Mirrors of the Heart: A Deck of Favorable Cards by Lily S. May
Review by Valerie Antal

Mirrors of the Heart: A Deck of Favorable Cards by Lily S.May is a 43-card non-tarot deck created from prints of her linocut art. Rolling ink onto carved linoleum and making a transfer print by rubbing the paper against the lino block, she was able to form distinctive card images for meditation and divination.  The cards are printed on thin beige cardstock that reminds me of parchment or pale wood. The illustrations, rendered in black, are simple representations of archetypal images of humans and animals within the natural world.     

My favorite cards in Mirrors of the Heart depict animals, which are at times undefined. Ms. Mayís reliefs show animals that seem to shift from domestic to feral, dependent upon the perspective of the viewer. In Wholeness, a person is seated beneath the canopy of the World tree hung with ripening fruit. The Sun and the Moon inhabit the sky simultaneously, conveying balance. A rainbow connects two great branches and the roots stretch beneath both human and animals, resting at opposite sides of the trunk. I have at times perceived the canine as a dog and also as a wolf totem. The entire image is encapsulated in a circle like an egg showing the continual interconnectedness of life. 

In Companions, a figure reposes upon the back of a large seagull, which rests upon a whale, whose tale upholds a crescent Moon cradling the Sun. The whale bears a gentle expression as she floats within the lull of the tide next to a dark sea bird. There is a sweetness to this card which suggests both the unity of the Self within nature, but also the value and constancy of friendship.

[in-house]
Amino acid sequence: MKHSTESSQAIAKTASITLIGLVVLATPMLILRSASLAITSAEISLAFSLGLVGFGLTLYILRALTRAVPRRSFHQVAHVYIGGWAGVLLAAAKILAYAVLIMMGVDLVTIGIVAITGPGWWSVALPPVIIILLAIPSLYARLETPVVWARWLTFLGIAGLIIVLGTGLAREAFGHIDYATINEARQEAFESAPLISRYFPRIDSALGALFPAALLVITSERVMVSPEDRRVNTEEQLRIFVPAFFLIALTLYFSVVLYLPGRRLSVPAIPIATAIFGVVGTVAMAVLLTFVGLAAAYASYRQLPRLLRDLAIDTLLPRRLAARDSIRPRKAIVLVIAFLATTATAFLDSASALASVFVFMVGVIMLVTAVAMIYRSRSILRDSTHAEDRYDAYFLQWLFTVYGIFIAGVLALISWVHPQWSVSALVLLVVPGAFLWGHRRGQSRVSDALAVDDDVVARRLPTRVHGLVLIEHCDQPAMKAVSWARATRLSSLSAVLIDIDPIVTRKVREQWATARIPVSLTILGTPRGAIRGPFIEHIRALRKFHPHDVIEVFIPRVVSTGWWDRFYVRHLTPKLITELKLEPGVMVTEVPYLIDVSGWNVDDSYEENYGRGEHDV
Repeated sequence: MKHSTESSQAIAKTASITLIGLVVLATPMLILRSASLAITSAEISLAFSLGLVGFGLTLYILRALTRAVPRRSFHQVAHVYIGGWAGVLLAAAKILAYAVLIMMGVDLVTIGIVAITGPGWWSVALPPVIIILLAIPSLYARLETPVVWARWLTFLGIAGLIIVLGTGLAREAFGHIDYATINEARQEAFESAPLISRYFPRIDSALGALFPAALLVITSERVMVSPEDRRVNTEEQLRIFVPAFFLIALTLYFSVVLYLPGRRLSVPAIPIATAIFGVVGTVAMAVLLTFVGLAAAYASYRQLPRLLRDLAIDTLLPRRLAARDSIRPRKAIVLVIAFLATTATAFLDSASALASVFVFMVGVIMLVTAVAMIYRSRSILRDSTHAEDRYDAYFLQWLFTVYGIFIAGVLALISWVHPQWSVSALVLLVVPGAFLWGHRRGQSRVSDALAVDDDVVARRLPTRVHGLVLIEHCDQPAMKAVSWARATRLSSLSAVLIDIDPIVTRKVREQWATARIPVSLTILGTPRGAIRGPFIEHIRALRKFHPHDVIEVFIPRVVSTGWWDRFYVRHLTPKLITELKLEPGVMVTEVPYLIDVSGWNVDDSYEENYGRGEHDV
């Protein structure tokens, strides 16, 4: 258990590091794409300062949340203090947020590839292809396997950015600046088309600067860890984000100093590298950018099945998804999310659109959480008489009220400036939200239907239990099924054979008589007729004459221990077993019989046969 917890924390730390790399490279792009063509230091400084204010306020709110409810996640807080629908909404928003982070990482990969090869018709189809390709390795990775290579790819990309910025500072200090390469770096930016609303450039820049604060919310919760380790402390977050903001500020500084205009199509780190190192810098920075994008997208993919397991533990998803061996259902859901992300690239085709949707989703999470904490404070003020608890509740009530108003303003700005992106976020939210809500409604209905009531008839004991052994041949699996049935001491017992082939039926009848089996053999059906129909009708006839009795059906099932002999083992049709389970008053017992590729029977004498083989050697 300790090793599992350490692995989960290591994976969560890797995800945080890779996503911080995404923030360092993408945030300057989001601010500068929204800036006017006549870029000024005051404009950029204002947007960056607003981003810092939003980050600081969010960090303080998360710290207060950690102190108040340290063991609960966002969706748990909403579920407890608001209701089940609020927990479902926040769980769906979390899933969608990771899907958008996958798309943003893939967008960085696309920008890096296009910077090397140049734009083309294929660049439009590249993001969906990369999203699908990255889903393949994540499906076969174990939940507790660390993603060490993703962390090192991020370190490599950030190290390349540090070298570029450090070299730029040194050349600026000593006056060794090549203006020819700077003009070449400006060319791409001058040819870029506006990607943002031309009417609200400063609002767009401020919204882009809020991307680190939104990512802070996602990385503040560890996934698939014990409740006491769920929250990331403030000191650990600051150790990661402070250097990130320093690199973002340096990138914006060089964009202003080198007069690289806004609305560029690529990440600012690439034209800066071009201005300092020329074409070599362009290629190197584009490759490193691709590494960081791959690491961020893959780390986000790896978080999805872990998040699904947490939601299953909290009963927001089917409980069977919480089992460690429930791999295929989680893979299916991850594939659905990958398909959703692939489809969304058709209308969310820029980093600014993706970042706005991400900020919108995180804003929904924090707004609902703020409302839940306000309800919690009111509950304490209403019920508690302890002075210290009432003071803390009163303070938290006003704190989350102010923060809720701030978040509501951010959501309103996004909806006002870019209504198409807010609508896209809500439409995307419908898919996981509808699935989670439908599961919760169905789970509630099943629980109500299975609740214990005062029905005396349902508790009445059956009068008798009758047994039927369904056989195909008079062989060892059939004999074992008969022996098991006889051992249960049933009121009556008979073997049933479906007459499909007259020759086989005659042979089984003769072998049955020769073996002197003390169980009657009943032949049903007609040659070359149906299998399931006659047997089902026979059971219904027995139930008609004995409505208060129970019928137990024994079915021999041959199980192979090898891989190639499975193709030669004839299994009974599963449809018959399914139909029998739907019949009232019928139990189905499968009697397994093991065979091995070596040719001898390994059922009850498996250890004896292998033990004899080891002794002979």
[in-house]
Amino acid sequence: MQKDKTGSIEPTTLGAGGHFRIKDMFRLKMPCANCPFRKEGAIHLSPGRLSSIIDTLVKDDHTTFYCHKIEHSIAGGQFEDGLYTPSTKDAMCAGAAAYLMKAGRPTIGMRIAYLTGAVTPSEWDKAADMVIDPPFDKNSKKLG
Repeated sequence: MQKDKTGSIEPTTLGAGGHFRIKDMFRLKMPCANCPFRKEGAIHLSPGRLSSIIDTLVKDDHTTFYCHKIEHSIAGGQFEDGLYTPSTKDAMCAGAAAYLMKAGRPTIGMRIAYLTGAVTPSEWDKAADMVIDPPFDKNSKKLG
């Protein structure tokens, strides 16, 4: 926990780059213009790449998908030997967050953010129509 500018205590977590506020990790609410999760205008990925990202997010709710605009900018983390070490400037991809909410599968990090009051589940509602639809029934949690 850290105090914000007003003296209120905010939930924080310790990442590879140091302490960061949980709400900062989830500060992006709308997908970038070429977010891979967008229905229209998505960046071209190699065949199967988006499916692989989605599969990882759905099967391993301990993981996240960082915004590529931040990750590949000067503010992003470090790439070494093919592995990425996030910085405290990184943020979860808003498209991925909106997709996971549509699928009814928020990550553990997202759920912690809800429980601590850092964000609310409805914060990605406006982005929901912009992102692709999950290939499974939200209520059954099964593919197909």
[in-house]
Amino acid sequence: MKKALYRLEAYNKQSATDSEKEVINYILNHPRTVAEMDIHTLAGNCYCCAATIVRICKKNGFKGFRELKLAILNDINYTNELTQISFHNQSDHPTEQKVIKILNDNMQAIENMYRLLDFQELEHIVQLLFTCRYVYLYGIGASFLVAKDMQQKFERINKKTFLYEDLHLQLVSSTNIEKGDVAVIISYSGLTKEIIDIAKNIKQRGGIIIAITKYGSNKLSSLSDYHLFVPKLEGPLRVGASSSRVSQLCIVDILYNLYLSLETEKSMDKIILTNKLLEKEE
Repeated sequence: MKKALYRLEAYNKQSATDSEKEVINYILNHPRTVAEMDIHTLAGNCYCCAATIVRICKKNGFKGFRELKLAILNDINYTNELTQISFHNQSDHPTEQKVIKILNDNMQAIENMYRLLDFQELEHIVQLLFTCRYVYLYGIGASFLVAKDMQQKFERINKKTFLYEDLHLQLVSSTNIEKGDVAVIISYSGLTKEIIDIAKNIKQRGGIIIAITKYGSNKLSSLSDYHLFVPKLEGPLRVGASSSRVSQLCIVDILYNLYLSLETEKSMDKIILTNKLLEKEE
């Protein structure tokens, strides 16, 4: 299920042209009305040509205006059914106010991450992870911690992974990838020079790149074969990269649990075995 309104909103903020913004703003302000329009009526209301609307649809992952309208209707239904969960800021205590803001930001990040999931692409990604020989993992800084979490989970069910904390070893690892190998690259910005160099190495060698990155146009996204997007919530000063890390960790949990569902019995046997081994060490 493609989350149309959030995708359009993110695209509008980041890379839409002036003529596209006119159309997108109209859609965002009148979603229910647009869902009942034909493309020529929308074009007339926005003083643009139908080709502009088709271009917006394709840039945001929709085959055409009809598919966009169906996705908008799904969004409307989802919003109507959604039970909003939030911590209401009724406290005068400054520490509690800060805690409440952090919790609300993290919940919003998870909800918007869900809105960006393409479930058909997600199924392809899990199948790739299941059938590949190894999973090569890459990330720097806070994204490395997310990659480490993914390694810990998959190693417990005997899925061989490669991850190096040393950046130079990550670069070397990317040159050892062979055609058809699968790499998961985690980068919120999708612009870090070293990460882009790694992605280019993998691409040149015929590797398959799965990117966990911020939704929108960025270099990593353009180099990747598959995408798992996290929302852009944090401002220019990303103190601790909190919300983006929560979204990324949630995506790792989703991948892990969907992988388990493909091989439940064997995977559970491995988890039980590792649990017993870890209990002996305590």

Movement shows a goat playfully running over the grassy landscape. Traveling quickly, the goat seems to rove without the burden of gravity, with a lightness to symbolize the journey towards completion. 

Images of hands appear throughout Mirrors of the Heart. In Peace, the palm lines of a hand are replaced with the image of the Earth and a rainbow arcs across the top of the card. The picture conveys both a sense of hopefulness and responsibility. Touch shows an animal, perhaps a sleeping cat or a fox, curled into a circle of comfort within a palm. Streaming from the fingertips are lines of energy, which seem alternately like a path of fire or the course of water. Touch offers the possibility of greater union between humans and animals if we attempt to learn from their instinctual nature and act as respectful guardians. 

Mirrors of the Heart places figures within the context of ancient stone structures. In Stillness, a Goddess or woman is seen through the center of a holey stone. Seated in lotus position, her full body is reminiscent of a fertility Goddess, with rounded breasts and belly showing her power as fecund creatrix of worldly bounty. I am reminded of the tradition of passing a child through a holey stone as a form of sanctity and renewal, but the card also makes me consider the strength derived from quiet meditation. In Steadfastness (at top), a great stone dolmen supports the back of a figure leaning in reflection. Here the feeling of universal and unending time persists as a foundation for spiritual evolvement. I did not feel the same sense of ease while viewing the Trust card. The figure reminded me of a ghostly Nile Goddess arising before the shape of a tombstone. My friend thought the image was a cactus painted on a roadside boulder. Perhaps Trust is supposed to represent a shadow Self or a shadow cactus. I flip quickly past this card while viewing the other more realized archetypal images.